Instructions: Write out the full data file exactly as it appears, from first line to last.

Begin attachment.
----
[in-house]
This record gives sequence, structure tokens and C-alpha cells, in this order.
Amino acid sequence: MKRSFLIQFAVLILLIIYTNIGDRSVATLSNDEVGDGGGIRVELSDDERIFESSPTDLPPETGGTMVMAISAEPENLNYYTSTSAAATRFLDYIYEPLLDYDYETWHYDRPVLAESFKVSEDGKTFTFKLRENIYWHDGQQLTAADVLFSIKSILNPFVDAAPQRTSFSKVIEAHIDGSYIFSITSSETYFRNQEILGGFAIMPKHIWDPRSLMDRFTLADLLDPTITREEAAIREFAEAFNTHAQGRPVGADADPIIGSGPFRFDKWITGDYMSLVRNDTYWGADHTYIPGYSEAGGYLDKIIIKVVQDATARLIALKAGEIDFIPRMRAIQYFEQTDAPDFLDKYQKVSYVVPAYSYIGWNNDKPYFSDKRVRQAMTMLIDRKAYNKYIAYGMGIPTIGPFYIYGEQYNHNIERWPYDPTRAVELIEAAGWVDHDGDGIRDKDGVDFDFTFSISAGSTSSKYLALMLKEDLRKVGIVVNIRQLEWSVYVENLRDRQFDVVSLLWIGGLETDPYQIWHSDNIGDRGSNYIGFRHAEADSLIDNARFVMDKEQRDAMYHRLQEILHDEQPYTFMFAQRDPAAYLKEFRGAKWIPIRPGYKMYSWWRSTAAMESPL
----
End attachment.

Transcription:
[in-house]
This record gives sequence, structure tokens and C-alpha cells, in this order.
Amino acid sequence: MKRSFLIQFAVLILLIIYTNIGDRSVATLSNDEVGDGGGIRVELSDDERIFESSPTDLPPETGGTMVMAISAEPENLNYYTSTSAAATRFLDYIYEPLLDYDYETWHYDRPVLAESFKVSEDGKTFTFKLRENIYWHDGQQLTAADVLFSIKSILNPFVDAAPQRTSFSKVIEAHIDGSYIFSITSSETYFRNQEILGGFAIMPKHIWDPRSLMDRFTLADLLDPTITREEAAIREFAEAFNTHAQGRPVGADADPIIGSGPFRFDKWITGDYMSLVRNDTYWGADHTYIPGYSEAGGYLDKIIIKVVQDATARLIALKAGEIDFIPRMRAIQYFEQTDAPDFLDKYQKVSYVVPAYSYIGWNNDKPYFSDKRVRQAMTMLIDRKAYNKYIAYGMGIPTIGPFYIYGEQYNHNIERWPYDPTRAVELIEAAGWVDHDGDGIRDKDGVDFDFTFSISAGSTSSKYLALMLKEDLRKVGIVVNIRQLEWSVYVENLRDRQFDVVSLLWIGGLETDPYQIWHSDNIGDRGSNYIGFRHAEADSLIDNARFVMDKEQRDAMYHRLQEILHDEQPYTFMFAQRDPAAYLKEFRGAKWIPIRPGYKMYSWWRSTAAMESPL